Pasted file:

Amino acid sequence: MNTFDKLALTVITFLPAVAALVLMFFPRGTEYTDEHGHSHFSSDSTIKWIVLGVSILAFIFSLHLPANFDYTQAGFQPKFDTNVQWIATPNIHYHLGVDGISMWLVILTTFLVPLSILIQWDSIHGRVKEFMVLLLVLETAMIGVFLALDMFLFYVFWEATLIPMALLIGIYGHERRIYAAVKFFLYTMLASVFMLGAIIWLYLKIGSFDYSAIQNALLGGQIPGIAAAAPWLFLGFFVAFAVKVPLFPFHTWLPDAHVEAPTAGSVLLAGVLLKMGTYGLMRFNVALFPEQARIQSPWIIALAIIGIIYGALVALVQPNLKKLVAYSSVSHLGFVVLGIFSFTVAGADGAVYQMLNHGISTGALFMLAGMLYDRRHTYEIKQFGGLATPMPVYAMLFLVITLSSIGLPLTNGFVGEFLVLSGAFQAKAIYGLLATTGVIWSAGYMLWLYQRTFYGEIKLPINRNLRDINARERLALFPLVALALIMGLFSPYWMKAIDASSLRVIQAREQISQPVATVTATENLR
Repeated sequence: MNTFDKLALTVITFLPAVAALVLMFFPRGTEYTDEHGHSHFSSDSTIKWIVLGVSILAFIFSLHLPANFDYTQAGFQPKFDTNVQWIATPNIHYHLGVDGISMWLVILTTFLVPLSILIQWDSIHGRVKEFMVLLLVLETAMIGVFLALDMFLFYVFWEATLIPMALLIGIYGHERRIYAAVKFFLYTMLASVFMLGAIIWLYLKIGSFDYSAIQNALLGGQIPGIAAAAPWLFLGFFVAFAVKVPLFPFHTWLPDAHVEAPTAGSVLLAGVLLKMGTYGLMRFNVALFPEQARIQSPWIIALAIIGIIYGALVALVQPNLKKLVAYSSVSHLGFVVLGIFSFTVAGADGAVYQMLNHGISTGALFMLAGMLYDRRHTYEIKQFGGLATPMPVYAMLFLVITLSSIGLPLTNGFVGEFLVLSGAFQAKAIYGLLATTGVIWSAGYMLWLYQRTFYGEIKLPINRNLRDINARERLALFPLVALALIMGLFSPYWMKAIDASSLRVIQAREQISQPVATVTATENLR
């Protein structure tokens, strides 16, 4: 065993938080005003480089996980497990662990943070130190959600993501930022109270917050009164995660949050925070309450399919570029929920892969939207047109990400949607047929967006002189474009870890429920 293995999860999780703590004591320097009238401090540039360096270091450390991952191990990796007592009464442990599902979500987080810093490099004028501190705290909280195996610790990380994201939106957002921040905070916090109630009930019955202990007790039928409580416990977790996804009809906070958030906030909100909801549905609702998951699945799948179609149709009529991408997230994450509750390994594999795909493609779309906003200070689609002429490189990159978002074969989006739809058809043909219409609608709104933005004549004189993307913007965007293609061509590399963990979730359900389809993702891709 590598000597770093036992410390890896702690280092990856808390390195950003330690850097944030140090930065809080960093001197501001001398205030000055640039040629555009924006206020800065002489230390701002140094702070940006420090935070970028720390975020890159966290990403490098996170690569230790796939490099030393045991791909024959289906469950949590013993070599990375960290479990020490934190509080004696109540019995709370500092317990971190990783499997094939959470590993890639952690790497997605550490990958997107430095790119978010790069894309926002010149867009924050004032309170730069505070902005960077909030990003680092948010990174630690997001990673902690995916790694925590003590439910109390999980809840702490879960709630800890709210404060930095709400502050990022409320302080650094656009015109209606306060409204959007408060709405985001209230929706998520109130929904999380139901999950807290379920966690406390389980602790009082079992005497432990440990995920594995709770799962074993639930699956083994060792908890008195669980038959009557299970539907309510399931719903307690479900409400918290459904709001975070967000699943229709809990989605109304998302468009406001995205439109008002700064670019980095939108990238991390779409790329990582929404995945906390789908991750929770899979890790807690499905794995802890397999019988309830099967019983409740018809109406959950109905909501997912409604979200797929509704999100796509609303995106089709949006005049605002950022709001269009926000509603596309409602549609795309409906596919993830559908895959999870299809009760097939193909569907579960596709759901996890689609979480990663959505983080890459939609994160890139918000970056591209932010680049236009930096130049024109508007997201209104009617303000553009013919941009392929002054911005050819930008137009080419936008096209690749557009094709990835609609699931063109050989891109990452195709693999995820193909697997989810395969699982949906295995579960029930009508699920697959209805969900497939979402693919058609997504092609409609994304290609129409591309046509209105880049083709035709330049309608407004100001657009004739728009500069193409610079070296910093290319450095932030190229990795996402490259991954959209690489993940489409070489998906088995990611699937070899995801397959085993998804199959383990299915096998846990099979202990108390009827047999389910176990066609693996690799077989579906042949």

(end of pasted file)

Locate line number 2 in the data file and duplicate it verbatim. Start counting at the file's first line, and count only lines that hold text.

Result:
Repeated sequence: MNTFDKLALTVITFLPAVAALVLMFFPRGTEYTDEHGHSHFSSDSTIKWIVLGVSILAFIFSLHLPANFDYTQAGFQPKFDTNVQWIATPNIHYHLGVDGISMWLVILTTFLVPLSILIQWDSIHGRVKEFMVLLLVLETAMIGVFLALDMFLFYVFWEATLIPMALLIGIYGHERRIYAAVKFFLYTMLASVFMLGAIIWLYLKIGSFDYSAIQNALLGGQIPGIAAAAPWLFLGFFVAFAVKVPLFPFHTWLPDAHVEAPTAGSVLLAGVLLKMGTYGLMRFNVALFPEQARIQSPWIIALAIIGIIYGALVALVQPNLKKLVAYSSVSHLGFVVLGIFSFTVAGADGAVYQMLNHGISTGALFMLAGMLYDRRHTYEIKQFGGLATPMPVYAMLFLVITLSSIGLPLTNGFVGEFLVLSGAFQAKAIYGLLATTGVIWSAGYMLWLYQRTFYGEIKLPINRNLRDINARERLALFPLVALALIMGLFSPYWMKAIDASSLRVIQAREQISQPVATVTATENLR